MU estate planning program to benefit both law students and Boone County residents

The Mizzou Law Pro Bono Estate Planning Program will allow eight law students to give pro bono legal services to community members in need.
Courtesy of MU School of Law

The MU School of Law and Family Impact Center will partner to provide free estate planning services to residents of Boone County and surrounding counties through the Mizzou Law Pro Bono Estate Planning Program next month.

For the third consecutive semester, the program will allow selected law students to partner under the supervision of adjunct professor and attorney Cynthia Barchet and ideally provide services to one client for every student involved.

“It gives [law students] some experience in seeing how the theory of the law applies to real people and real situations,” Barchet said. “I think it may inspire them because they’re helping real people.”

Cynthia has been supervising the program since last fall and has overseen the students’ drafting of wills and making financial and estate plans with their clients.

“It’s good for the legal community to give back to the community at large,” Barchet said. “There are some individuals who have very difficult financial situations and yet still need legal services and it’s important to meet those needs.”

Potential clients who wish to seek estate planning services are required to complete an application from either Jennifer Riedy Clark, the director of public interest programs at the MU School of Law, or the MU Family Impact Center before the week of Oct. 30.

“It helps the community by being able to provide these documents to people who otherwise wouldn’t be able to afford to get them,” Clark said.

Ten students have been able to participate each semester, serving 20 clients total. The program hopes to serve as many, or more, this year, according to an MU School of Law press release.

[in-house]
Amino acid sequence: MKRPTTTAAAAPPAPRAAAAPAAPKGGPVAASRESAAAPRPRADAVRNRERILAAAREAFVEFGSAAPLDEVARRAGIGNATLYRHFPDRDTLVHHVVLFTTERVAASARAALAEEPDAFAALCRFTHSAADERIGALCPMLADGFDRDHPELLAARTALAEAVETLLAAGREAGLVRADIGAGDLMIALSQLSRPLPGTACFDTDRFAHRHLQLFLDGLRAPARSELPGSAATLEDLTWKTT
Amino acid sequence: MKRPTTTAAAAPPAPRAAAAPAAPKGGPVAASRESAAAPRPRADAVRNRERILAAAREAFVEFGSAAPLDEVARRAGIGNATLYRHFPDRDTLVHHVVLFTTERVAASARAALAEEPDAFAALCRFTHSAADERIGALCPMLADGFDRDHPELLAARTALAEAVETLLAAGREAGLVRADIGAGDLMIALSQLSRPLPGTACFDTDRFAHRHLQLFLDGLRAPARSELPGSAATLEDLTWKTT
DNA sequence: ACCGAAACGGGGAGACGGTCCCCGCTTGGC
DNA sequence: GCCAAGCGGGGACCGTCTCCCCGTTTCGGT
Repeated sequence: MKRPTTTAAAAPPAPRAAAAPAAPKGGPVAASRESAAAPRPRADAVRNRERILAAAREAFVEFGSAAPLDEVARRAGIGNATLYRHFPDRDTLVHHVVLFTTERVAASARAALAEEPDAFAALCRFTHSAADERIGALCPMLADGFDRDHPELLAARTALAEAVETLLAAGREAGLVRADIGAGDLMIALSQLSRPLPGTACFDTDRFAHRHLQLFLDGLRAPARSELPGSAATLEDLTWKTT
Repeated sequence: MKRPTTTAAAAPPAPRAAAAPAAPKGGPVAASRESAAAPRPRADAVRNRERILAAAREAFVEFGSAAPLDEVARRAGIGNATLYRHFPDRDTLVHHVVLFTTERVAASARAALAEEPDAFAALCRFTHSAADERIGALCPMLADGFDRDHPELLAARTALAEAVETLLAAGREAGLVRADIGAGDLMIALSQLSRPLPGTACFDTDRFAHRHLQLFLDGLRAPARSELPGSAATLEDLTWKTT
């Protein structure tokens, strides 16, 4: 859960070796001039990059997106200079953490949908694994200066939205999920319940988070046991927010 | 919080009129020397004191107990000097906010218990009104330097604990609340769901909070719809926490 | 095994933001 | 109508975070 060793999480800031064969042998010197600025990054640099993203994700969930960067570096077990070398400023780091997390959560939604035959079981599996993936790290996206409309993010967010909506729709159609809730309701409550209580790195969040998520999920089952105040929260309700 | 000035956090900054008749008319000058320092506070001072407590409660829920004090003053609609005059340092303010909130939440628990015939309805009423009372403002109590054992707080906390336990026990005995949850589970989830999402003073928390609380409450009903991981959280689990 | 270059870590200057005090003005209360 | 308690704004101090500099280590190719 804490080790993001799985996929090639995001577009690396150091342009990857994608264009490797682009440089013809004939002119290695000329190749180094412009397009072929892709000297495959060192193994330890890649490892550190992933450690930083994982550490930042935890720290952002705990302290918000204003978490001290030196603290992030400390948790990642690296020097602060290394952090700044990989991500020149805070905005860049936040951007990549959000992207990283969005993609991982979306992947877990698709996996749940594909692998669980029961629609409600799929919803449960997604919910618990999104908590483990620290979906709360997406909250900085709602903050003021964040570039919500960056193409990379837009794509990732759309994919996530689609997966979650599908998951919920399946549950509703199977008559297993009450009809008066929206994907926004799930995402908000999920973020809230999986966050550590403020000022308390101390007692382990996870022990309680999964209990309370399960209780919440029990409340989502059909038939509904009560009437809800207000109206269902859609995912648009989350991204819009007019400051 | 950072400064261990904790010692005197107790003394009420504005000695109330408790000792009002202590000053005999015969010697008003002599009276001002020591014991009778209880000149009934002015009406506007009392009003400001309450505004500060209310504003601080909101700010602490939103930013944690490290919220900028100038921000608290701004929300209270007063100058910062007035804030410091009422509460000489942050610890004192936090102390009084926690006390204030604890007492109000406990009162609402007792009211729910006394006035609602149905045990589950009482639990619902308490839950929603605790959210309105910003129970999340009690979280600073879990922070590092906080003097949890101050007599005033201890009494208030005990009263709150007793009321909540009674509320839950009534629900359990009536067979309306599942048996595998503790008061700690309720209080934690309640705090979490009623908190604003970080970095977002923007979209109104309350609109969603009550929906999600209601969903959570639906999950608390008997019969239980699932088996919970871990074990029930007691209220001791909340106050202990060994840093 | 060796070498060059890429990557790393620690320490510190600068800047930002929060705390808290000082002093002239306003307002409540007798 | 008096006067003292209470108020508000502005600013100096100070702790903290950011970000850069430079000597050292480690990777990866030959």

“The law school has a mission to provide pro bono service to the community,” Clark said. “It allows our students to get involved providing pro bono service, but it also gives them a substance of skill sets in a specific area of the law, which is estate planning and drafting wills.”

Clark said the program also teaches law students how to interact with clients.

This semester, eight students will be selected to pair off into four teams. The applications, usually under twenty in number, are reviewed by Barchet and the finalized list will be announced this week.

“They’re very dedicated; it’s nice to see them connect with the clients and to give them some goals about their estate planning and choices about their estates,” Barchet said. “Usually they’re pretty excited and they do a great job.”

The teams of selected students will meet with their assigned clients the week of Oct. 30 and spend a couple weeks drafting the legal documents. After their documents are reviewed by Barchet, the students will meet again with their clients to sign them officially.

Prior to the establishment of the Boone County program, students were taken to Rolla over spring break to assist clients in estate planning.

“It proved to be a little bit difficult as far as it being over spring break and making sure we had enough clients and time,” Clark said. “We thought it might be better for students to have a little bit longer and to do it more locally.”

Edited by Olivia Garrett |

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